As in other indebted developing states, the thrust for democratisation in Guyana was closely linked to demands for trade liberalisation, privatisation and other forms of deregulation. Confronted with an unsustainable debt and a united creditor community, the Hoyte administration arrived at an arrangement with the international community led by the IMF, World Bank and the IDB to reorganise the economy into one that welcomed local and foreign private capital. A privatisation programme was started which witnessed a number of government managed industries and sectors sold, closed, leased or prepared for complete or partial privatization by international, regional and domestic corporations over a three year period.

Structural adjustment programmes as a prescriptive package subsequently became transformed by and subsumed into the broader agenda categorised as ‘good governance’ during the early 1990s. This broader agenda also placed emphasis on restructuring the political sphere in Guyana, especially as it related to electoral democracy. From early 1990, several external actors (both governmental and nongovernmental) applied their individual and combined influence and pressure on the Hoyte regime and demanded sweeping electoral reform. They all publicly and unmistakably linked the sustenance of structural adjustment programmes and the continued disbursement of aid to electoral democracy.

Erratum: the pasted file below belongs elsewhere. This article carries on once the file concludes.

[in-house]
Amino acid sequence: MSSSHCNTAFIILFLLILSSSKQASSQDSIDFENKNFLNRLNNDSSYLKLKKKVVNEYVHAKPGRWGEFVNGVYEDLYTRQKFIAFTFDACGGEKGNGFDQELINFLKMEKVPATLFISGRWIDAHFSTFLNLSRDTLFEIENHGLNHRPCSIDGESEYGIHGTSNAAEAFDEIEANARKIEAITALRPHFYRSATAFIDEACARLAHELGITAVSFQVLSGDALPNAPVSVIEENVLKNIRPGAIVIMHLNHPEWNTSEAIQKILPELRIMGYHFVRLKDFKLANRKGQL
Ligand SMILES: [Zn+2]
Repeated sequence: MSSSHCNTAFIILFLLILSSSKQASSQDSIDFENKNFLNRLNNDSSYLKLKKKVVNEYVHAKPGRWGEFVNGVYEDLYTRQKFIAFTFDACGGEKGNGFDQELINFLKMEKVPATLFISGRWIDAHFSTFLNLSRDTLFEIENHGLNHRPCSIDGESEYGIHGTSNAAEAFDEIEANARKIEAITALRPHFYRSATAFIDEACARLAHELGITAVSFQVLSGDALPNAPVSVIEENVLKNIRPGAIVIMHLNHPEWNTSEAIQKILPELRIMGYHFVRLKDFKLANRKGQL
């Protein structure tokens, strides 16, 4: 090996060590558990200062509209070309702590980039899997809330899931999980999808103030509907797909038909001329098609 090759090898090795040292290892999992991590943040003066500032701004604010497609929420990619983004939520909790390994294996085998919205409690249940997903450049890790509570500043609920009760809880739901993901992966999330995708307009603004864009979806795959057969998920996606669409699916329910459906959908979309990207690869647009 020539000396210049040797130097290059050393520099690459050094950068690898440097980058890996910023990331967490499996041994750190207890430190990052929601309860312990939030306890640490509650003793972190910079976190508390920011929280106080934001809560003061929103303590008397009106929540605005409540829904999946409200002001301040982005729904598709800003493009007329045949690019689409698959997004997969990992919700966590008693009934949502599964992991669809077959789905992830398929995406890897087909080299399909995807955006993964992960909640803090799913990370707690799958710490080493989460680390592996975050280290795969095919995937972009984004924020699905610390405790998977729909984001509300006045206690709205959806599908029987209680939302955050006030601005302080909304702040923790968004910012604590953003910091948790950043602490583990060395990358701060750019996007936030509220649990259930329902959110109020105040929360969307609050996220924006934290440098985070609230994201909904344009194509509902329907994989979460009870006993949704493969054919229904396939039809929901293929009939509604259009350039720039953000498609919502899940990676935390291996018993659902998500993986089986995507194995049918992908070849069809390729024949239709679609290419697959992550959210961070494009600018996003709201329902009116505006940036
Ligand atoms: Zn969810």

Local groups meanwhile were given increasing external support after 1989 from the major western donor countries (the US, UK and Canada) and the Commonwealth Caribbean. Not unexpectedly, explicit support for electoral reform from major Western donors, in particular the US, was not forthcoming until there were explicit statements from the political opposition, namely Cheddi Jagan, rejecting a radical leftist, anti-capitalist stance and accepting the principle of laissez-faire in economic affairs. As Dr. Jagan told one interviewer in 1991, at this point in Guyana’s history, “socialist programmes…are out of the question”.

 After securing political power in 1992, Jagan kept his commitment to not reintroduce a socialist type economy in Guyana and his government announced in a July 1993 White Paper that “as a matter of national policy … the government has decided to adopt a privatisation strategy … for reducing its presence in the economy … in order to create a more competitive and market driven environment”. The actions of the PPP reinforced its pledge since the governing party divested, in whole or in part, within five years the shares of 15 public corporations and leased out the assets of one other.

Arguably therefore, the democratisation processes were not ‘owned’ by locals since in both periods the tone of the democracy implemented, which was individualistic, minimalist and liberal in character, and the pace of the democratic transitions were managed and approved by core western states and their agents such as the IMF & World Bank, who were first and foremost securing their own economic, political and ideological interests.